I can get more specific, let's say, because you're being on the admissions team, I see a lot of people who are kind of fearful of their lack of experience, you know, it's like all I've ever done is know something. Well, let's use your example for all ever done is working in restaurants and taking care of babies, why would a big tech company want to want to hire me? What would you know, have having been through that exact situation? You know, what would you? How would you answer that sort of statement? Well, I

Unknown Speaker  31:18  

would first off, tell people, your experience doesn't mean shit. Like, it literally doesn't matter. It's not going to stop you from anything, I have never considered my there are a lot of things, I've considered to be a disadvantage to me. My experience is not one of them. And I don't believe other people should feel the same, because they shouldn't be concerned about not what they have been capable of in the past, and what skills they have from their past experience. But they need to look at what they're going to be capable of in the future. So I'm the kind of person that looks at other people. And I say if that person can do this one thing, then I can, too. So I was very skeptical, looking at Prehired. I looked at it for two months. But I, you know, people were like questioning the job success rate, they were questioning the how legitimate Prehired is, and I thought, even if they get people hired, let's say, and we have a 96% job success rate. By the way, I'm very proud of that. Even if they only got people hired 50% of the time, I would be in that 50% that got hired because I consider myself at or above the level that other people are, in terms of the four things that Prehired is looking for the four Ace, so I'm very accountable. I'm very ambitious. I had all the skills, and I was like, if that person can do that, I can do that. So if someone is worried about their experience, put that in the trash. Throw that away, your experience literally doesn't fucking matter. Ask yourself if you are. I mean, we help average people who have like my background, not very impressive at all. Not impressive at all. But do you think if I can do it, you can't do?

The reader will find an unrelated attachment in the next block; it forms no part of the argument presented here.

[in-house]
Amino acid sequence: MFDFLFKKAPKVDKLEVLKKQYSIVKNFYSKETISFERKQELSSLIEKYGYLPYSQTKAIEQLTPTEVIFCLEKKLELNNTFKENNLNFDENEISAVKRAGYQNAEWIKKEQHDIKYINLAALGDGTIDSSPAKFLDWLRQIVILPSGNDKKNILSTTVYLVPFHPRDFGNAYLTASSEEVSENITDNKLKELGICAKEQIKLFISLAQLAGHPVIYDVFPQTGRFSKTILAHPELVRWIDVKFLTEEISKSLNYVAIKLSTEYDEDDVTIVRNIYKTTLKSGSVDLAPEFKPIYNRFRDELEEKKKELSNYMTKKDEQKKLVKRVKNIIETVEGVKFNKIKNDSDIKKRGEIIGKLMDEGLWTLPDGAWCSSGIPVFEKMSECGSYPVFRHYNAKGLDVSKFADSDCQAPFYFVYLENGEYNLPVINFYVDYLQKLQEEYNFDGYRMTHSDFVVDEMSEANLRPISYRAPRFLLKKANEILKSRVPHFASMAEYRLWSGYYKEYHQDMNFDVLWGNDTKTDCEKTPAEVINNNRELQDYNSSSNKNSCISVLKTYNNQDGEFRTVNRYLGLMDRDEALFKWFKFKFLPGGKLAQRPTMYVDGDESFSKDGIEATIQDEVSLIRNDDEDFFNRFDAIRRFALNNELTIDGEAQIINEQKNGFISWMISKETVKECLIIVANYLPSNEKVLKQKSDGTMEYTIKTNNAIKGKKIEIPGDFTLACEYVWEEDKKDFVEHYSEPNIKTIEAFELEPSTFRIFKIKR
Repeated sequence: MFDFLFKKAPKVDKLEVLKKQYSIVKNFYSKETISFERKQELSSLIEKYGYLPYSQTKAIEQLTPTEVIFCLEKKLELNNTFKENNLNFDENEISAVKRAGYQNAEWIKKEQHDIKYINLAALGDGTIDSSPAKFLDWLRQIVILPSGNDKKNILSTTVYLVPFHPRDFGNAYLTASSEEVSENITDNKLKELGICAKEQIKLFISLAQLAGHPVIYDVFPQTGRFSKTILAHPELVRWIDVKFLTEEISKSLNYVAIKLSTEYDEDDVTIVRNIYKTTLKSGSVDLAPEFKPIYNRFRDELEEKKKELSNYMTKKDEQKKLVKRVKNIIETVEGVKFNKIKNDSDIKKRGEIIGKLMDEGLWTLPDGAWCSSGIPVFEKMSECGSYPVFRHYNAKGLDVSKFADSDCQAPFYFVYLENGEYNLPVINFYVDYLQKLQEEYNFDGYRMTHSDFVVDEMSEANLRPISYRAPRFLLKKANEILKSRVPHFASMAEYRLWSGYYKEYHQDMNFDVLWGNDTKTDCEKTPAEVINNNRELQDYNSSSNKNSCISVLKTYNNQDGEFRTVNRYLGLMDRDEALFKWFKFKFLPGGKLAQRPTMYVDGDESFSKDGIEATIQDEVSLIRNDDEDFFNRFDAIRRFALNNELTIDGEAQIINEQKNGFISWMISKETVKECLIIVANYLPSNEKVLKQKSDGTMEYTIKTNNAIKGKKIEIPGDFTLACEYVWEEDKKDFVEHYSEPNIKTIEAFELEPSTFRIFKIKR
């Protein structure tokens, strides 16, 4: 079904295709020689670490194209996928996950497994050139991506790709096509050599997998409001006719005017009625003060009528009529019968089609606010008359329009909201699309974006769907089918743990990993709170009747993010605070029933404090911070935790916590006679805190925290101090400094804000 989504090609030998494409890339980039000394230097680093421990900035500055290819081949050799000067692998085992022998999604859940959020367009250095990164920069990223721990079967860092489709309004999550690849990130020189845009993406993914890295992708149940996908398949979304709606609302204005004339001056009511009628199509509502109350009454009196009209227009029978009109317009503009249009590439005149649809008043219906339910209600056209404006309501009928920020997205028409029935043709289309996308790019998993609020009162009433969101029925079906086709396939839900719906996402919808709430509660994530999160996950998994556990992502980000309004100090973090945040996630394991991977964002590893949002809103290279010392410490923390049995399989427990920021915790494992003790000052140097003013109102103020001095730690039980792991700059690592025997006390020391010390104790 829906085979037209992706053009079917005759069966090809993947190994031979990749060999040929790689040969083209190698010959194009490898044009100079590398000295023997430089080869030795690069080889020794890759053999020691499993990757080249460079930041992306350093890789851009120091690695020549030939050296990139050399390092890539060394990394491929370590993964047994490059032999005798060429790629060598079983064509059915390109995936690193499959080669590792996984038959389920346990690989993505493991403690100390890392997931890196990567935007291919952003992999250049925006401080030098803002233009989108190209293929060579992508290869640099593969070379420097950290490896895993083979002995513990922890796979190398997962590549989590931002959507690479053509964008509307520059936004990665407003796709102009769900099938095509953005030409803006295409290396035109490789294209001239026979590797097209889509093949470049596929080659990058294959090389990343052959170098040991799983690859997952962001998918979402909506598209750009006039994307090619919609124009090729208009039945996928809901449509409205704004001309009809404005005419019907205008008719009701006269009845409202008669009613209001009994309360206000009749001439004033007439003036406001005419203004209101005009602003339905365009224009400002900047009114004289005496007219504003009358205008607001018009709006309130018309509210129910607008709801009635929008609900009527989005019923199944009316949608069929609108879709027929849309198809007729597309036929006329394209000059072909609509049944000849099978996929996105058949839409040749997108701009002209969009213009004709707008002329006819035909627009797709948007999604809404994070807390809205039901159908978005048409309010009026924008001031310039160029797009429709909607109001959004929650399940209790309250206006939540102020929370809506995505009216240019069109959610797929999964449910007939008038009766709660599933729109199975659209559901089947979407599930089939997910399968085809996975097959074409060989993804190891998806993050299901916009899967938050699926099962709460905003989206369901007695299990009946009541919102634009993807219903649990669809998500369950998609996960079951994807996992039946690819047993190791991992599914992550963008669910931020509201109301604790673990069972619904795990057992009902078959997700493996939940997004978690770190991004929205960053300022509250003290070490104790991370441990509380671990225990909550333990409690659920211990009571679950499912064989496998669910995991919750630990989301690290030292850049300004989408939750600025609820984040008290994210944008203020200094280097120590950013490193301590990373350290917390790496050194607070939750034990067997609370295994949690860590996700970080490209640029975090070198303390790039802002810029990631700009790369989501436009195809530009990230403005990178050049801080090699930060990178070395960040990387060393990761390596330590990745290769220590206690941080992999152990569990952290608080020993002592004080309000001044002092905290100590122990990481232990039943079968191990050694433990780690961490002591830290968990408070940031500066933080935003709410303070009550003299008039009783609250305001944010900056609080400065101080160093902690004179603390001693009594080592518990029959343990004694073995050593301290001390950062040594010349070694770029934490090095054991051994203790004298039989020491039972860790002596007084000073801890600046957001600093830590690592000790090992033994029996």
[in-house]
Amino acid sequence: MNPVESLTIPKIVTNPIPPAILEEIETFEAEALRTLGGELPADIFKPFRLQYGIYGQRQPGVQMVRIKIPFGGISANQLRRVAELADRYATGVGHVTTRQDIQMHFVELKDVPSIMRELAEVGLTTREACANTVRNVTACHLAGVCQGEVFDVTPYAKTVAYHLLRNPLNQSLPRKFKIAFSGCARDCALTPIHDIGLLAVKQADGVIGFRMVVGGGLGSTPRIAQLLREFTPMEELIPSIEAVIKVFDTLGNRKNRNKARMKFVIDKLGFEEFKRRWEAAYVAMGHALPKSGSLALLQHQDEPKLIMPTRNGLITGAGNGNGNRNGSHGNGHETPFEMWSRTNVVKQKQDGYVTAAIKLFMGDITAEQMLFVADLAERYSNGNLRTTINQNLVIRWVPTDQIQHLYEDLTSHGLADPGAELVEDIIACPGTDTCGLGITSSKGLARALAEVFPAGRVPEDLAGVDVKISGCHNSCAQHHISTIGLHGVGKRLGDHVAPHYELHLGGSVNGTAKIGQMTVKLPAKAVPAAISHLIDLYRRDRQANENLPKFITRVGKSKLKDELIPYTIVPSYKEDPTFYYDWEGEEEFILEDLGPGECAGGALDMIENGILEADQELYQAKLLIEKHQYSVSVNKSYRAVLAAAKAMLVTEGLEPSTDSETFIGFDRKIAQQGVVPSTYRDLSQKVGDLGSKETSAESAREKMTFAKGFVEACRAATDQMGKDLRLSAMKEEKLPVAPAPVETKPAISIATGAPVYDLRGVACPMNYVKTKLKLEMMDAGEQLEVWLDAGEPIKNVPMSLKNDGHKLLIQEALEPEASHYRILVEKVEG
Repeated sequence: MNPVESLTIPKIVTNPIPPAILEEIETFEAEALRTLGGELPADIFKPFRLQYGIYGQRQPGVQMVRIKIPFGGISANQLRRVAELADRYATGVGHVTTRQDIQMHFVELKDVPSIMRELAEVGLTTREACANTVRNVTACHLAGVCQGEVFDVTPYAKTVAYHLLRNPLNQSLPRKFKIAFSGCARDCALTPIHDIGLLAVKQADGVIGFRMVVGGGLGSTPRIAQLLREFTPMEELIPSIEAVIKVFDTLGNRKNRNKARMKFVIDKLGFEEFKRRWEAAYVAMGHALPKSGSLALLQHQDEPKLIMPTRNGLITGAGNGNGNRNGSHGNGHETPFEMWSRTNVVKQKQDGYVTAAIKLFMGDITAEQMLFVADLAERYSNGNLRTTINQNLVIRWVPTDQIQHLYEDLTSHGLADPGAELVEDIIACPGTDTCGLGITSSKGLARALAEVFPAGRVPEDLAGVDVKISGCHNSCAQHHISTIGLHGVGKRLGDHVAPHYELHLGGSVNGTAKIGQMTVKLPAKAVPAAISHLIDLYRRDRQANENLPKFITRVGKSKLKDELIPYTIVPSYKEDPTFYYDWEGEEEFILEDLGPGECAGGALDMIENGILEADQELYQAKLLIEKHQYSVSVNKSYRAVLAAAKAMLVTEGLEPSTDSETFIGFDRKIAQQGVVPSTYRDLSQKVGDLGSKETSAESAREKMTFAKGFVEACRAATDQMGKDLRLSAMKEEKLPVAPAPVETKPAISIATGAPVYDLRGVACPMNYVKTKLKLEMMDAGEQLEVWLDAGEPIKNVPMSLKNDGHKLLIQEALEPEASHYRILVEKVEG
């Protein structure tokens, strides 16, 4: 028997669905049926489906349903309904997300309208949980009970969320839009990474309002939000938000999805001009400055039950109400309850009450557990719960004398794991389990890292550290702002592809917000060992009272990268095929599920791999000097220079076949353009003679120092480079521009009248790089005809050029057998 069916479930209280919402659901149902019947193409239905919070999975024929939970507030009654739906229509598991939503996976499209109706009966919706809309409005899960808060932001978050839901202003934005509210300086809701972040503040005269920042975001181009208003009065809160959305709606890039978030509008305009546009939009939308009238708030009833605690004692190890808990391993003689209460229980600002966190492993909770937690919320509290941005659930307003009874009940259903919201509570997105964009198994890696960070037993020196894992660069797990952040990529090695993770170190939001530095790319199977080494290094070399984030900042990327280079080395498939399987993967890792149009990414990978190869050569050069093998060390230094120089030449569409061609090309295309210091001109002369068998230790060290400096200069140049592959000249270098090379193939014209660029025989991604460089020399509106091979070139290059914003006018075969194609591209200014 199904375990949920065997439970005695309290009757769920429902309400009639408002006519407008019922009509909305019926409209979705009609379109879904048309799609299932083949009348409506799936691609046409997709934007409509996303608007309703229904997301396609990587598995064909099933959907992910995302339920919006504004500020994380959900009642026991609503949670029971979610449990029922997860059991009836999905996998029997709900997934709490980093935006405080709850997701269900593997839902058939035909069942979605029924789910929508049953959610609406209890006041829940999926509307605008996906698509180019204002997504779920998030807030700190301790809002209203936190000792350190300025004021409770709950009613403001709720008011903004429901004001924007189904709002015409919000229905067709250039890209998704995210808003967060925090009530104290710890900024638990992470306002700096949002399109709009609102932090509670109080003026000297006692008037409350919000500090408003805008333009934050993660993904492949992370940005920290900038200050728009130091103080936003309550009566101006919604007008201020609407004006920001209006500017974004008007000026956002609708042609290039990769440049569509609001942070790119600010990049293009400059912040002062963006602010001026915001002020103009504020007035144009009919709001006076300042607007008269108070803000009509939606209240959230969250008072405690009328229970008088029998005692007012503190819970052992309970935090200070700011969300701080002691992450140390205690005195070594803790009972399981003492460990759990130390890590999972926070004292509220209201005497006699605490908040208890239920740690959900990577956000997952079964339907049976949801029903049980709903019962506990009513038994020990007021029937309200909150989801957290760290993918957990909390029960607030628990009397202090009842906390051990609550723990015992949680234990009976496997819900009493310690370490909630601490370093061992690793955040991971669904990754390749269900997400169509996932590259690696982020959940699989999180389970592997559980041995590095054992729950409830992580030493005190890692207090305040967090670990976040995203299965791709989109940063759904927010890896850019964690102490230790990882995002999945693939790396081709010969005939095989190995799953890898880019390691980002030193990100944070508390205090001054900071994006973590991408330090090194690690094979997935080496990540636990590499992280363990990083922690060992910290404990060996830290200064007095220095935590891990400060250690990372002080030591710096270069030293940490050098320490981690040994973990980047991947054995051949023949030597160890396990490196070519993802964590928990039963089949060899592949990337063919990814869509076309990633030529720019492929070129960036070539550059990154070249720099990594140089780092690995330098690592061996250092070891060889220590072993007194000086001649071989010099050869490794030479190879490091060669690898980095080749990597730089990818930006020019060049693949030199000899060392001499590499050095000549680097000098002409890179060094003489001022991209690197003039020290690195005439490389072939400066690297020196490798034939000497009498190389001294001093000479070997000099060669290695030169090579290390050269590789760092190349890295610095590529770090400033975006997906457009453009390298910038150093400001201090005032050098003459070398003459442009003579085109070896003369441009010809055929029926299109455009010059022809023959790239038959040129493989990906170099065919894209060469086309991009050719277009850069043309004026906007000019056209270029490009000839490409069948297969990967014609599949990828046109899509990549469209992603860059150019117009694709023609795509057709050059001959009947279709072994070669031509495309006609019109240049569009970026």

Daniel Ryan  33:05  

Awesome. Thank you so much. How about we have gone over the 30 minutes for these many success stories? Was there any final thing you'd love to say to someone considering diving into this?

Unknown Speaker  33:20  

If you're interested in getting into tech sales, as long as you're willing to work hard, you can do it. That's all I have to say. Fantastic. Yes.

Daniel Ryan  33:27  

I always love to add on to that. We always tell like if you're willing to work hard. If you're not, then don't waste your time, because we can't work hard for you. in getting the job, you have to work hard once you get the job. If you're not afraid of you know, putting in that hard work, then the sky's the limit as far as what you can do in the tech world. So thank you so much Hannah, and everyone else. Don't forget to sell your SAS off.

Unknown Speaker  33:58  

This podcast is brought to you by Prehired. If you're looking for SDR talent, we make hiring SDRs fast and simple. Or if you're looking to break into software sales, we help you start your six figure sales career in just 12 weeks. For more information, just go to www.prehired.io

Transcribed by https://otter.ai

Guest Bio

Hannah Burgess was a young mom of two, looking to start a fulfilling career. 18 months ago, she was a nanny and preschool teacher. But that just wasn’t satisfying to her. She looked at college as a path to a great career, but felt it was selfish to spend 4 years juggling schoolwork while bringing nothing home for her family.